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    In this chapter from Other People’s Struggles, I look at contemporary problems concerning adherence: that is, participation in a social movement by those who are not motivated to participate by standing to benefit from the movement’s success. Elsewhere I have looked at how such problems have presented themselves historically. In Other People’s Struggles itself, I look at the classical dilemmas that have arisen from a more theoretical perspective.  But in this chapter I examine the adherent today.

    The contemporary dilemma, I suggest, can be summed up in the following paradox:

    “The contemporary adherent must be what she cannot be.”

    The paradox is the consequence of three commitments – or ‘threads’ – which pull in different directions.

    The first thread is that of altruistic self-motivation. In an earlier chapter of Other People’s Struggles, I argue that we can only understand what the adherent does if we allow that she is motivated by concern for others, and not for herself. But this concern is nonetheless her concern. It belongs to her. Unless she is a saint, the altruistic adherent cannot deny herself completely. She needs to preserve the essence of her self so that she can give of herself. She has beliefs that matter to her, a history that has shaped her and made her who she is, and obligations and duties that, for all that they benefit others, are hers. This is, moreover, all the more important today, in the era of the self-actualising self. The self is now more than ever a self that we make for ourselves, rather than a selfhood into which we are born.

    “The contemporary adherent responds as an individual (she must decide for herself), without being an individualist (only she matters). She is concerned with her self, not selfish.”

    The second thread is the obligation to be attentive to the needs of others. Self-actualisation is not to be confused with selfishness. Indeed, self-actualisation might easily involve defining oneself as someone who helps others. As Charles Taylor suggests, we still largely operate with the same moral concerns as we have throughout the modern period: the reduction of unnecessary suffering and universal benevolence. We still have notions of progress, of ‘going beyond our ancestors’, and of moral improvement. If anything, our moral commitments have widened and grown. There is still an undiminished expectation that historically privileged adherents will support other people’s struggles, not out of advantage but principle. The adherent is privileged, therefore more must be expected of him. He expects more of himself too. He cannot let himself go, because his motivating values and his self-actualisation depend on a helping orientation to others.

    “In the past moral commitments followed from a certain inherited or newly chosen position, they now imply an actualisation of self.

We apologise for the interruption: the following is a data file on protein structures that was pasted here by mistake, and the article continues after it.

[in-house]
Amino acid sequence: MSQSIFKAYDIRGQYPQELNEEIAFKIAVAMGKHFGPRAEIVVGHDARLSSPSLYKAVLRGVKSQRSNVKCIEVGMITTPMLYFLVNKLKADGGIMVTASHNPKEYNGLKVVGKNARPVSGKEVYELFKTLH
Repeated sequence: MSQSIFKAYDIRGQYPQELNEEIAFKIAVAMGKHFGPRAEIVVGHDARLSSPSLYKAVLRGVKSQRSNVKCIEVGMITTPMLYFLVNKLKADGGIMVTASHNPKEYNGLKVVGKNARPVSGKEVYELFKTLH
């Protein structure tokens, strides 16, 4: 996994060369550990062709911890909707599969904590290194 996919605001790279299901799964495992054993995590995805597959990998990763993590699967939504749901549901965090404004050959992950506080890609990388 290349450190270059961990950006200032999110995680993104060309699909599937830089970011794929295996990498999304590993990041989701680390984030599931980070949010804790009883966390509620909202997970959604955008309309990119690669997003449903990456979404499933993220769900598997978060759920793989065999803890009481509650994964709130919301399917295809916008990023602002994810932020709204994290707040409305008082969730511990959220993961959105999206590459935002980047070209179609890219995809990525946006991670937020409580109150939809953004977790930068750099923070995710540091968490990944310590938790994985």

“The difficulty that the adherent presents is not that the she sacrifices herself for others, but that she realizes herself through others.”

    The third thread is the necessity for the adherent to change himself according to others’ prescriptions in order to participate fully. The adherent must not only attend to the needs of others, but also examine and change himself along lines that others determine. The adherent has to change because his unacknowledged historical privilege has collapsed. It has been undermined by exterior challenges to his authority, which has been accompanied by, and helped to cause, an interior collapse, not of confidence – the adherent still possesses a strongly self-realizing self – but of authority. The adherent’s claims to special experience and knowledge have become disputed. He has to change, as he knows; and he cannot participate, as he must; unless he does so.

    “If, in the modern period, the self became autonomous; in the late modern period, it becomes insecure.”

    As a consequence, unless something gives, the adherent must be something he cannot be. He can neither be released to himself and his own concerns, nor can he be allowed to efface himself, nor can he act for others as he once did.

    Identity politics, in the classic form in which I examined it elsewhere, is characterised by this knot at its tightest. Whether out of a residual sense of entitlement on the part of the adherent, or residual expectations on the part of the constituents, the adherent is caught between obligation and impossibility. Identity politics can relax its grip on neither the second thread, which would release the adherent from obligation; nor the third thread, which would admit him to the movement as he is. Thus, the first thread is the one to ‘give’: the adherent can no longer self-actualise through other people’s struggles, and becomes demotivated.

    “Attention is now demanded for an adherent self which can neither be accepted as it is, nor ignored, nor changed at the behest of others.”

    In this respect, constituents – those motivated as beneficiaries of the movement’s goals – are differently placed. Fighting their own struggles, they find it easier to reconcile autonomy, self-actualisation and the pursuit of improvement. The values that support their conjoint activities, I conjecture, remain robust and interact positively. All three sustain the rising tendency and capability of people hitherto spoken for by others to speak for themselves. The congruence of the three impulses has sustained conjoint work to create new associations, representing and speaking for new interests and identities.

    The problem for adherents is that the values pull in different directions. If self-actualisation is what matters most to them, their concern for others will be most readily activated when it allows them to maintain a strong sense of self and freedom in what they do. They will find it harder to participate in other people’s struggles if they are expected to be other than they are, or place themselves in relationships of dependency. Contemporary adherents may therefore have to separate their lives in ways that constituents do not. This is another way of saying that contemporary adherents, if these values are important to them, cannot give themselves wholly to other people’s struggles.

    Political consciousness – an awareness of what people need and how it might be supplied by them and others – has been awkwardly supplemented by self–consciousness on the part of the adherent.”